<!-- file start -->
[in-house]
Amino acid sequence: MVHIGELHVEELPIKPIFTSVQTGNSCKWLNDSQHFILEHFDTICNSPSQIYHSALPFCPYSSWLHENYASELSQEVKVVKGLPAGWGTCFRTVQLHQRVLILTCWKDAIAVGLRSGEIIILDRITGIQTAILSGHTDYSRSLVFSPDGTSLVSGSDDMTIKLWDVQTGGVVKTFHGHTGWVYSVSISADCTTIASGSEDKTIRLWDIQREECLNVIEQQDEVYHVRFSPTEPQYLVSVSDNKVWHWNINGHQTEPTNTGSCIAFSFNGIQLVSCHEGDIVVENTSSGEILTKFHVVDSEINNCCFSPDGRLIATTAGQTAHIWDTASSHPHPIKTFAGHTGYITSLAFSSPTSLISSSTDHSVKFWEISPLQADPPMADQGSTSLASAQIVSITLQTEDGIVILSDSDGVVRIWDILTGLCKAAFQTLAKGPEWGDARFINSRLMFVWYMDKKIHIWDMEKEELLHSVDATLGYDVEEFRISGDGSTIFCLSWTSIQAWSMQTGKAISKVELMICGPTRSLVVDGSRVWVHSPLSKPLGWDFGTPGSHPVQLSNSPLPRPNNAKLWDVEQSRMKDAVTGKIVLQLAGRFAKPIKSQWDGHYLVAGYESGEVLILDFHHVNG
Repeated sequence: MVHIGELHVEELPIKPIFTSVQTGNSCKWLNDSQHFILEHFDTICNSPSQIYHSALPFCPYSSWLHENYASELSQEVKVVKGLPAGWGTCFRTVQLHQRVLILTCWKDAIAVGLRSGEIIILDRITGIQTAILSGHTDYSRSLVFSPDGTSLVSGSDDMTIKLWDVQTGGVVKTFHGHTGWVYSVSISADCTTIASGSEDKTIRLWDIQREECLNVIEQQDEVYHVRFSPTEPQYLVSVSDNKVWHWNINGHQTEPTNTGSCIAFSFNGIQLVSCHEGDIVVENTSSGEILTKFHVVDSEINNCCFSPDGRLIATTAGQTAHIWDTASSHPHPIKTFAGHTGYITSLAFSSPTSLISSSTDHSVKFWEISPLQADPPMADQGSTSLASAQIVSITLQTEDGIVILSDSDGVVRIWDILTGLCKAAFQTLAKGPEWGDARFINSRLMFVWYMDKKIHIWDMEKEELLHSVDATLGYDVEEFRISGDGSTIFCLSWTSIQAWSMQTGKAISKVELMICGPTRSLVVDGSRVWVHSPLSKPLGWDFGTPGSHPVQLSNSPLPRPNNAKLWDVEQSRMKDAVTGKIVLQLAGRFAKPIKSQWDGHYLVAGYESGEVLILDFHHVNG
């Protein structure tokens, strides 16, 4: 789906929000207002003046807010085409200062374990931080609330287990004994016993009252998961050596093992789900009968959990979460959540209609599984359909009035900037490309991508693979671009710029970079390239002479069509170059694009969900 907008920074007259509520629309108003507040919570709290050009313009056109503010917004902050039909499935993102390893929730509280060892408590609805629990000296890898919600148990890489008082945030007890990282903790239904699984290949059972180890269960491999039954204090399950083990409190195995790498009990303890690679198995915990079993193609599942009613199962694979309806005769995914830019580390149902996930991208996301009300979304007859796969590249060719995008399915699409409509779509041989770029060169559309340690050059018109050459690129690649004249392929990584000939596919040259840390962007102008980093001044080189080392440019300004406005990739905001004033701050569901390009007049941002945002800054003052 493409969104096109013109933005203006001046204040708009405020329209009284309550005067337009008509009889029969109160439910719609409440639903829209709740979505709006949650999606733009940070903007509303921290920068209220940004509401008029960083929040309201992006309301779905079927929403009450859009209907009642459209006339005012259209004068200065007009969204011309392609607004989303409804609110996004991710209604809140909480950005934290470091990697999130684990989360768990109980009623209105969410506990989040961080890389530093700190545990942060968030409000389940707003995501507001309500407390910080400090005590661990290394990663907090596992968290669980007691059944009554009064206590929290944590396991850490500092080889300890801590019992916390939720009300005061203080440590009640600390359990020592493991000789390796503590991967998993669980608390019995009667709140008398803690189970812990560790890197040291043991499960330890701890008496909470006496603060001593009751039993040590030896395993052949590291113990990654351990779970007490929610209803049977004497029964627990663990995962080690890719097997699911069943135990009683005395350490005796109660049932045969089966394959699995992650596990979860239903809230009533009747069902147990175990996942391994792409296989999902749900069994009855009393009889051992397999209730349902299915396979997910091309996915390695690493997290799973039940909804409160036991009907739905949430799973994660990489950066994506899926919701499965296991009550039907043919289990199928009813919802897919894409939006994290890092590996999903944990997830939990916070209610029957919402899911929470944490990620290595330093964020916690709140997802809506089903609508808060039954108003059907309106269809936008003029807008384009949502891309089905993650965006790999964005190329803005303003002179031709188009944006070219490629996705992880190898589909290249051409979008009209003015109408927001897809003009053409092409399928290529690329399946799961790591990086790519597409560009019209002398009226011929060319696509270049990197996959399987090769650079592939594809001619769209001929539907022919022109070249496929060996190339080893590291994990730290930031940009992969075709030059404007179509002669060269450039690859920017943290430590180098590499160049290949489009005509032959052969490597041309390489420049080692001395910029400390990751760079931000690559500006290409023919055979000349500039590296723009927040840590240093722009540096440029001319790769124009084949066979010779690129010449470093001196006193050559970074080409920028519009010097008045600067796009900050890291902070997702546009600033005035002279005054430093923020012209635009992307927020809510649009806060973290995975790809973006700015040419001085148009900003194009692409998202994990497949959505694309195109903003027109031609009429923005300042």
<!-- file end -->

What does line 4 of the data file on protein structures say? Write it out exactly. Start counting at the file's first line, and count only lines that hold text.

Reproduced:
């Protein structure tokens, strides 16, 4: 789906929000207002003046807010085409200062374990931080609330287990004994016993009252998961050596093992789900009968959990979460959540209609599984359909009035900037490309991508693979671009710029970079390239002479069509170059694009969900 907008920074007259509520629309108003507040919570709290050009313009056109503010917004902050039909499935993102390893929730509280060892408590609805629990000296890898919600148990890489008082945030007890990282903790239904699984290949059972180890269960491999039954204090399950083990409190195995790498009990303890690679198995915990079993193609599942009613199962694979309806005769995914830019580390149902996930991208996301009300979304007859796969590249060719995008399915699409409509779509041989770029060169559309340690050059018109050459690129690649004249392929990584000939596919040259840390962007102008980093001044080189080392440019300004406005990739905001004033701050569901390009007049941002945002800054003052 493409969104096109013109933005203006001046204040708009405020329209009284309550005067337009008509009889029969109160439910719609409440639903829209709740979505709006949650999606733009940070903007509303921290920068209220940004509401008029960083929040309201992006309301779905079927929403009450859009209907009642459209006339005012259209004068200065007009969204011309392609607004989303409804609110996004991710209604809140909480950005934290470091990697999130684990989360768990109980009623209105969410506990989040961080890389530093700190545990942060968030409000389940707003995501507001309500407390910080400090005590661990290394990663907090596992968290669980007691059944009554009064206590929290944590396991850490500092080889300890801590019992916390939720009300005061203080440590009640600390359990020592493991000789390796503590991967998993669980608390019995009667709140008398803690189970812990560790890197040291043991499960330890701890008496909470006496603060001593009751039993040590030896395993052949590291113990990654351990779970007490929610209803049977004497029964627990663990995962080690890719097997699911069943135990009683005395350490005796109660049932045969089966394959699995992650596990979860239903809230009533009747069902147990175990996942391994792409296989999902749900069994009855009393009889051992397999209730349902299915396979997910091309996915390695690493997290799973039940909804409160036991009907739905949430799973994660990489950066994506899926919701499965296991009550039907043919289990199928009813919802897919894409939006994290890092590996999903944990997830939990916070209610029957919402899911929470944490990620290595330093964020916690709140997802809506089903609508808060039954108003059907309106269809936008003029807008384009949502891309089905993650965006790999964005190329803005303003002179031709188009944006070219490629996705992880190898589909290249051409979008009209003015109408927001897809003009053409092409399928290529690329399946799961790591990086790519597409560009019209002398009226011929060319696509270049990197996959399987090769650079592939594809001619769209001929539907022919022109070249496929060996190339080893590291994990730290930031940009992969075709030059404007179509002669060269450039690859920017943290430590180098590499160049290949489009005509032959052969490597041309390489420049080692001395910029400390990751760079931000690559500006290409023919055979000349500039590296723009927040840590240093722009540096440029001319790769124009084949066979010779690129010449470093001196006193050559970074080409920028519009010097008045600067796009900050890291902070997702546009600033005035002279005054430093923020012209635009992307927020809510649009806060973290995975790809973006700015040419001085148009900003194009692409998202994990497949959505694309195109903003027109031609009429923005300042």